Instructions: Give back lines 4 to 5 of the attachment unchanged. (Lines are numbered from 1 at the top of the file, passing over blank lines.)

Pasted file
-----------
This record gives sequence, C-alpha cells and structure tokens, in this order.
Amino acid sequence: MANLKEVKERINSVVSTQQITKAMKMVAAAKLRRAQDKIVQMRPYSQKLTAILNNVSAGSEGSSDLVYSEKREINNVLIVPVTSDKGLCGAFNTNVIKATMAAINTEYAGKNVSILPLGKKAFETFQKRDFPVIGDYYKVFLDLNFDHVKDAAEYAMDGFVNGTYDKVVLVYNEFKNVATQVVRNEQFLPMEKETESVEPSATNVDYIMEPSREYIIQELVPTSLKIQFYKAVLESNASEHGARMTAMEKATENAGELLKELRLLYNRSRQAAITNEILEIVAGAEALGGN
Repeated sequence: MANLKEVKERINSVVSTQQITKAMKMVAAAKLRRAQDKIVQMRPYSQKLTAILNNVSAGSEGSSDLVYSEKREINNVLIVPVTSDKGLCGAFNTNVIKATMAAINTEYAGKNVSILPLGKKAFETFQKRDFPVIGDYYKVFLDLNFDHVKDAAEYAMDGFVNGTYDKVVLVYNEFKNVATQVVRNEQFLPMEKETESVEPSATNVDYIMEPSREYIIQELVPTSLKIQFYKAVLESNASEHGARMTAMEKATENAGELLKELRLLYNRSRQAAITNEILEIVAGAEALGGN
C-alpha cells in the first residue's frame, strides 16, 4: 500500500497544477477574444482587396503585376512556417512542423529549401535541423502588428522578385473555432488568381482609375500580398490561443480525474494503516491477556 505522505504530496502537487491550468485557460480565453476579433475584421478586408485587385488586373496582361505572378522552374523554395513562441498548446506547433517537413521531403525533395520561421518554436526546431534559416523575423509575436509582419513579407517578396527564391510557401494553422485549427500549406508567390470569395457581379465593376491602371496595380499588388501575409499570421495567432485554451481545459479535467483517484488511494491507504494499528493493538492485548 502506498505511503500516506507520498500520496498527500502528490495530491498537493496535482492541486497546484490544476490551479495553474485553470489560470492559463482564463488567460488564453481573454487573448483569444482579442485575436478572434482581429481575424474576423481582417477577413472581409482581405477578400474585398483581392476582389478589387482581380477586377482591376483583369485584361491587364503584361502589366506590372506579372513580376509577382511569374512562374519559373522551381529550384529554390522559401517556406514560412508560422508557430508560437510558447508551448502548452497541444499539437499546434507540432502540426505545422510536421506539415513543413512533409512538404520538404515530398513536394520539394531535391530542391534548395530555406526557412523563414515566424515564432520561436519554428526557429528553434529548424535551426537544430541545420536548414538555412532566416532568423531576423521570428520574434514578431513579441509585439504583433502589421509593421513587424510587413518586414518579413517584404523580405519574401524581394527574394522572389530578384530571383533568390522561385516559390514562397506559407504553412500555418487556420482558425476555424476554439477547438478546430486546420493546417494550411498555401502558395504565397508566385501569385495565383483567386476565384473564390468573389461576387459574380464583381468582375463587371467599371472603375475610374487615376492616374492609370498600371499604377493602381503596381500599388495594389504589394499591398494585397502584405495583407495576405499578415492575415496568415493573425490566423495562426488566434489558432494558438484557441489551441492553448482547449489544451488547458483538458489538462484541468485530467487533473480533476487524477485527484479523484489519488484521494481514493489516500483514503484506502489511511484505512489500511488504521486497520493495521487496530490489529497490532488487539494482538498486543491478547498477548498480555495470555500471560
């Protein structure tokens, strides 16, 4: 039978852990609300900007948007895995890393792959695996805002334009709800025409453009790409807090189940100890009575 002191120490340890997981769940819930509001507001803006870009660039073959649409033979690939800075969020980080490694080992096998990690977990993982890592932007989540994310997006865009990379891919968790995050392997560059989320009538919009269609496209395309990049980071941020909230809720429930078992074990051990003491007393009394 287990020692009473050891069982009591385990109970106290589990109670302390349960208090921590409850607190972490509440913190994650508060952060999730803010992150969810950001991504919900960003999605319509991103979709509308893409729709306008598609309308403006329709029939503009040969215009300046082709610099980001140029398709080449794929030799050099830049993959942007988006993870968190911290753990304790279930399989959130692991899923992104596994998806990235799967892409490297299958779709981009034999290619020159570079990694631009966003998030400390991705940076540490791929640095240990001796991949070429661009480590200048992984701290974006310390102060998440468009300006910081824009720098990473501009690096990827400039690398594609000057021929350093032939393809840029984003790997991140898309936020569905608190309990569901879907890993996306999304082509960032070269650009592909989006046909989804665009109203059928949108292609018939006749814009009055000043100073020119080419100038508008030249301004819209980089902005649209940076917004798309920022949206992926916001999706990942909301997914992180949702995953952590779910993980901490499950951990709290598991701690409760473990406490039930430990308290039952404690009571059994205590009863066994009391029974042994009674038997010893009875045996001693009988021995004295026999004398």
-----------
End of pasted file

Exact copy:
C-alpha cells in the first residue's frame, strides 16, 4: 500500500497544477477574444482587396503585376512556417512542423529549401535541423502588428522578385473555432488568381482609375500580398490561443480525474494503516491477556 505522505504530496502537487491550468485557460480565453476579433475584421478586408485587385488586373496582361505572378522552374523554395513562441498548446506547433517537413521531403525533395520561421518554436526546431534559416523575423509575436509582419513579407517578396527564391510557401494553422485549427500549406508567390470569395457581379465593376491602371496595380499588388501575409499570421495567432485554451481545459479535467483517484488511494491507504494499528493493538492485548 502506498505511503500516506507520498500520496498527500502528490495530491498537493496535482492541486497546484490544476490551479495553474485553470489560470492559463482564463488567460488564453481573454487573448483569444482579442485575436478572434482581429481575424474576423481582417477577413472581409482581405477578400474585398483581392476582389478589387482581380477586377482591376483583369485584361491587364503584361502589366506590372506579372513580376509577382511569374512562374519559373522551381529550384529554390522559401517556406514560412508560422508557430508560437510558447508551448502548452497541444499539437499546434507540432502540426505545422510536421506539415513543413512533409512538404520538404515530398513536394520539394531535391530542391534548395530555406526557412523563414515566424515564432520561436519554428526557429528553434529548424535551426537544430541545420536548414538555412532566416532568423531576423521570428520574434514578431513579441509585439504583433502589421509593421513587424510587413518586414518579413517584404523580405519574401524581394527574394522572389530578384530571383533568390522561385516559390514562397506559407504553412500555418487556420482558425476555424476554439477547438478546430486546420493546417494550411498555401502558395504565397508566385501569385495565383483567386476565384473564390468573389461576387459574380464583381468582375463587371467599371472603375475610374487615376492616374492609370498600371499604377493602381503596381500599388495594389504589394499591398494585397502584405495583407495576405499578415492575415496568415493573425490566423495562426488566434489558432494558438484557441489551441492553448482547449489544451488547458483538458489538462484541468485530467487533473480533476487524477485527484479523484489519488484521494481514493489516500483514503484506502489511511484505512489500511488504521486497520493495521487496530490489529497490532488487539494482538498486543491478547498477548498480555495470555500471560
């Protein structure tokens, strides 16, 4: 039978852990609300900007948007895995890393792959695996805002334009709800025409453009790409807090189940100890009575 002191120490340890997981769940819930509001507001803006870009660039073959649409033979690939800075969020980080490694080992096998990690977990993982890592932007989540994310997006865009990379891919968790995050392997560059989320009538919009269609496209395309990049980071941020909230809720429930078992074990051990003491007393009394 287990020692009473050891069982009591385990109970106290589990109670302390349960208090921590409850607190972490509440913190994650508060952060999730803010992150969810950001991504919900960003999605319509991103979709509308893409729709306008598609309308403006329709029939503009040969215009300046082709610099980001140029398709080449794929030799050099830049993959942007988006993870968190911290753990304790279930399989959130692991899923992104596994998806990235799967892409490297299958779709981009034999290619020159570079990694631009966003998030400390991705940076540490791929640095240990001796991949070429661009480590200048992984701290974006310390102060998440468009300006910081824009720098990473501009690096990827400039690398594609000057021929350093032939393809840029984003790997991140898309936020569905608190309990569901879907890993996306999304082509960032070269650009592909989006046909989804665009109203059928949108292609018939006749814009009055000043100073020119080419100038508008030249301004819209980089902005649209940076917004798309920022949206992926916001999706990942909301997914992180949702995953952590779910993980901490499950951990709290598991701690409760473990406490039930430990308290039952404690009571059994205590009863066994009391029974042994009674038997010893009875045996001693009988021995004295026999004398």